Q: Are you playing a new character?

JJ: I have no idea- they don’t tell me anything!

Q: Were you in the first episode? (laughs) Do you feel like your character has kind of finished out his arc?

JJ: Yes, I feel like the character progression for the Peter we introduced in the Pilot is finished by the end of Season Three. So we’re sketching either an aftermath- like a post script for that story- or we’re having to draw, not an entirely new character, but something new has to come out of it. You can chart this for each one of the characters, but their stories are still going. Like, for Peter, when we introduced him—the guy who cares about nothing, who has no roots anywhere, keeps no friends close to himself, and lives this nihilistic life where it’s all about him- to go forward three years and to have that same guy decide, first getting into the machine, which he didn’t really want to do, to decide- this is my fate, my destiny- that’s a major progression. And to get to the future and then have that experience and decide to basically conspire with his own father to make himself not exist so that the people that he loves can have a chance to live- that is a very noble sacrifice, and it’s not anything that the guy three years ago would have considered doing. So that to me- yeah, that is sort of a period, full stop on Peter, and now we’ve got to sort of see- I wish they would have finished that sentence, because I don’t know what they’re going to do, but I wish they would!

Q: Using the analogy of you in a bull pen, you know, sitting, waiting for you to come in off the field…is it frustrating for you at all? While you’re sitting for large chunks of time, and everyone else is getting the fun of being on screen?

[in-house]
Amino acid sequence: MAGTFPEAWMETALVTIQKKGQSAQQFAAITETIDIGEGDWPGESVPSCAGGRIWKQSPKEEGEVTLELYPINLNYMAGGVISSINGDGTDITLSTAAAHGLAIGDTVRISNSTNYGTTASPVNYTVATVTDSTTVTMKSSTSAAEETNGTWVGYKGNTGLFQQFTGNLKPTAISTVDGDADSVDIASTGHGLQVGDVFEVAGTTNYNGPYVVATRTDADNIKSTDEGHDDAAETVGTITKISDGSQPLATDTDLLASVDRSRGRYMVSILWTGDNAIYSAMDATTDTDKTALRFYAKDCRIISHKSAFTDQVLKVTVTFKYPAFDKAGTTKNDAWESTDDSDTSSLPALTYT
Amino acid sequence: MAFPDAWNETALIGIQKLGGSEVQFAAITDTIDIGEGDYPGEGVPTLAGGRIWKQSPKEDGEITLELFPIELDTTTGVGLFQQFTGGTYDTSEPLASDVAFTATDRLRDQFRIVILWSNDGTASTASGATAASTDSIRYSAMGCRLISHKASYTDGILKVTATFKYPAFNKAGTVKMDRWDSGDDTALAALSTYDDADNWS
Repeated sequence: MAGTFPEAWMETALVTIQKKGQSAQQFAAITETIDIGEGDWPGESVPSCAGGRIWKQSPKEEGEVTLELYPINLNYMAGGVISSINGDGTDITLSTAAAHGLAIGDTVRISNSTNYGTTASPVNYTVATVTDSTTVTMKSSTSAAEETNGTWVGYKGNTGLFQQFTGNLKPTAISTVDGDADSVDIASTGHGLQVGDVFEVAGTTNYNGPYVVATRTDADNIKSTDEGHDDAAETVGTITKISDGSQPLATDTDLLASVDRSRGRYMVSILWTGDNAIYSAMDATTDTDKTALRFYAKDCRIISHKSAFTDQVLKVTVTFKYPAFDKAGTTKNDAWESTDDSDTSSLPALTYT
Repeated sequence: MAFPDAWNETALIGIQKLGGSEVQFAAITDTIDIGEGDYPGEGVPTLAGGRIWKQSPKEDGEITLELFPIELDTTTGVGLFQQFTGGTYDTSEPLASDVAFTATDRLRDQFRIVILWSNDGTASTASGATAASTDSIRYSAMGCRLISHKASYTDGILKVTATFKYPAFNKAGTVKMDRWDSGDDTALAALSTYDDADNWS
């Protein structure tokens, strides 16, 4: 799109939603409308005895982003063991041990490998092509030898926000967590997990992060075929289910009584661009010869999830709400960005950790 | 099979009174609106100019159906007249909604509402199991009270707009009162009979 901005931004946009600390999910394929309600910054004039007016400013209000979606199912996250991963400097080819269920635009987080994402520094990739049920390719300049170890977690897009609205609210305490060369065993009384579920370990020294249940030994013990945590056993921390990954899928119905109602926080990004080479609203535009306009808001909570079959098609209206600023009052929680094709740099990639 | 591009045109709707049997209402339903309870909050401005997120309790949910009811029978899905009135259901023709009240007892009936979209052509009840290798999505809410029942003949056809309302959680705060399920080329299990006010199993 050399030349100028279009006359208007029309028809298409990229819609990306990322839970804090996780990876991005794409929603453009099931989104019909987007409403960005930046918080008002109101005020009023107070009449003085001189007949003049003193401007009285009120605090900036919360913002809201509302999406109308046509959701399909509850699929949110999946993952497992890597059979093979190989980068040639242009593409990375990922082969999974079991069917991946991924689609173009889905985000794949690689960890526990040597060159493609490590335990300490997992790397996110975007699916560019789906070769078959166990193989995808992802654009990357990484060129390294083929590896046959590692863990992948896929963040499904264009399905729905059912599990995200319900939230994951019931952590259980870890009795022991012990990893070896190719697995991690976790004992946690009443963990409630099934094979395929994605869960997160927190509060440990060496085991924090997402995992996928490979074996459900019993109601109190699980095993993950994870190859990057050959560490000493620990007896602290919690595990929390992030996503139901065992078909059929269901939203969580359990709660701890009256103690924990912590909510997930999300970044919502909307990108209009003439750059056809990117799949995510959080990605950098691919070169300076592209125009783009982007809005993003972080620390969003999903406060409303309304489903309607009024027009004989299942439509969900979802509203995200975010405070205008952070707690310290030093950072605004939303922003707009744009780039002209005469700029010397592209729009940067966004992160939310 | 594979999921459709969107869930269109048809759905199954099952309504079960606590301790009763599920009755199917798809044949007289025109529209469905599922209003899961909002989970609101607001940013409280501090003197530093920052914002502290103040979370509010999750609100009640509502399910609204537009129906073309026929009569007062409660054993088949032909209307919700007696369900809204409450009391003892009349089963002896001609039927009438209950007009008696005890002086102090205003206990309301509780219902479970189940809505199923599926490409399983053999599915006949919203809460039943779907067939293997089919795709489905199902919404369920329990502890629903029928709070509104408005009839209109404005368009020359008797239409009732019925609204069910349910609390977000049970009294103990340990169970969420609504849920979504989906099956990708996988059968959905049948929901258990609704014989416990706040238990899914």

JJ: Yeah, there are definitely- I mean you can’t help but see how much fun that Anne had with the alternate- whatever you want to call it- Faux-livia, Alt-livia- and everyone having to have their dopplegangers. I mean it’s really nice to have time off. I’m sure you’ve heard TV actors complain about the grueling grind that is a full season, so I’m not going to be the first person to say "Yeah, it sucks having all this free time. It’s awful!" But I think it is what the story is, you know? To a certain extent, Peter is sort of the McGuffin of the show; so we have this ensemble cast and he’s sort of the one that lots of the things are about, but he doesn’t get to do lots of things, and that’s just sort of who he is- that’s what the character is. I can be frustrated with it all I like, but it’s not going to change.

Q: So what can you tell us about the new season?

JJ: I can tell you that we start off with everything that we knew at the end of Season Three is still valid without Peter.

Q: What would you like to see?

JJ: Well, I’m curious to see how- hopefully!- I get reintegrated into the show. More than anything. (laughs) That’s a bit selfish, but…


Fringe returns Friday, September 23 on FOX. Check your local listings.


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